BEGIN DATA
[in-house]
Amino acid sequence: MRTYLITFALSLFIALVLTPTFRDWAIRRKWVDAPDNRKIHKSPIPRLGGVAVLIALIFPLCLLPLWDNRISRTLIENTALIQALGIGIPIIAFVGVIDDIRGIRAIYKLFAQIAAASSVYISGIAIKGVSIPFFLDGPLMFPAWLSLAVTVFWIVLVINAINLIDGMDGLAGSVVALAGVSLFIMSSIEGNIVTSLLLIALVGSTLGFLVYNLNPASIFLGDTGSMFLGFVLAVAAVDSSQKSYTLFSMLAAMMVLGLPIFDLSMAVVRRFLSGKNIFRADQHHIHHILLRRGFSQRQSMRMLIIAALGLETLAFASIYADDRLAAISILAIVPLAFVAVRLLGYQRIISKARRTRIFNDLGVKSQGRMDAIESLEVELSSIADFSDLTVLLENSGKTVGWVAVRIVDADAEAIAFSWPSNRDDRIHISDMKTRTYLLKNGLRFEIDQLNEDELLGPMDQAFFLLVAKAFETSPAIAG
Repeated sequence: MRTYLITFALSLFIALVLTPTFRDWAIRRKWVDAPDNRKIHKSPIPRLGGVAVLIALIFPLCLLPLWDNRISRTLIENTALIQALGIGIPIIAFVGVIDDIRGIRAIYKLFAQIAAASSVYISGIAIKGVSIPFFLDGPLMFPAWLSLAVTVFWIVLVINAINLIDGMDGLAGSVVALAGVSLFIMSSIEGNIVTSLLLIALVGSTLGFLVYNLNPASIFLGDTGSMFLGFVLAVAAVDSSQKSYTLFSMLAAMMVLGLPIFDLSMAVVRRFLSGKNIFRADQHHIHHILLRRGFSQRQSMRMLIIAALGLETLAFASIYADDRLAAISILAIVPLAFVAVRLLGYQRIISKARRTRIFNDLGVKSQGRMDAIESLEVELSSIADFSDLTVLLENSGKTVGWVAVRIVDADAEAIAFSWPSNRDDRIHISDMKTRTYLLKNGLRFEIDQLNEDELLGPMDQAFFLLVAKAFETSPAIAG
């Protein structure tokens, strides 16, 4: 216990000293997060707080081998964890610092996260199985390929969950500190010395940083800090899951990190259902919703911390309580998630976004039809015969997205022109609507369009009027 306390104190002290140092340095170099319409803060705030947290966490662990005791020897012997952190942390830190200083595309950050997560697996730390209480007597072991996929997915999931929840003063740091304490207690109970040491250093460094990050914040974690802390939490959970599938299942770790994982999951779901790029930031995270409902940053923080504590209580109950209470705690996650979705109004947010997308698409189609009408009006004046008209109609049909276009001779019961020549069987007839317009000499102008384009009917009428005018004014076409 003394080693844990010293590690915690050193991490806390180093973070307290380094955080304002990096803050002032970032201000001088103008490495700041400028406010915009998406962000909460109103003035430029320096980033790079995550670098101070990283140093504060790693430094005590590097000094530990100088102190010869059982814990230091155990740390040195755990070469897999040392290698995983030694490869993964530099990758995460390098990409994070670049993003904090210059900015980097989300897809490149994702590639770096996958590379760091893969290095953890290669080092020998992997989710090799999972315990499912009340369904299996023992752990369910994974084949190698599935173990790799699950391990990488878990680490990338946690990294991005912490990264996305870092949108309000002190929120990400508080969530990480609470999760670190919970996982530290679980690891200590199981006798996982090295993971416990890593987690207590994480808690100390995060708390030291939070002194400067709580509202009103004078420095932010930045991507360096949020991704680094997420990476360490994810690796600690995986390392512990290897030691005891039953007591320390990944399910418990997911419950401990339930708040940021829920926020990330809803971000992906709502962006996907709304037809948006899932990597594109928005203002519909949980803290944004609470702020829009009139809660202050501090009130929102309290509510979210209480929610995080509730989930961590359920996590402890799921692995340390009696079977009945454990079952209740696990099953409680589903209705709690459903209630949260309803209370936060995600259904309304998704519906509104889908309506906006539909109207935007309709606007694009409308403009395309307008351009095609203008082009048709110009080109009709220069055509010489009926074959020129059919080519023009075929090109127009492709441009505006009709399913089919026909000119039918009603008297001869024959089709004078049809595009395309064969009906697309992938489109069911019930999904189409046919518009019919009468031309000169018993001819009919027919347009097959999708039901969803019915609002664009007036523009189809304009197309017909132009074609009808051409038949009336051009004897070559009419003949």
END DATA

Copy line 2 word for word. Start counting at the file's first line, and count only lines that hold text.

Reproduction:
Amino acid sequence: MRTYLITFALSLFIALVLTPTFRDWAIRRKWVDAPDNRKIHKSPIPRLGGVAVLIALIFPLCLLPLWDNRISRTLIENTALIQALGIGIPIIAFVGVIDDIRGIRAIYKLFAQIAAASSVYISGIAIKGVSIPFFLDGPLMFPAWLSLAVTVFWIVLVINAINLIDGMDGLAGSVVALAGVSLFIMSSIEGNIVTSLLLIALVGSTLGFLVYNLNPASIFLGDTGSMFLGFVLAVAAVDSSQKSYTLFSMLAAMMVLGLPIFDLSMAVVRRFLSGKNIFRADQHHIHHILLRRGFSQRQSMRMLIIAALGLETLAFASIYADDRLAAISILAIVPLAFVAVRLLGYQRIISKARRTRIFNDLGVKSQGRMDAIESLEVELSSIADFSDLTVLLENSGKTVGWVAVRIVDADAEAIAFSWPSNRDDRIHISDMKTRTYLLKNGLRFEIDQLNEDELLGPMDQAFFLLVAKAFETSPAIAG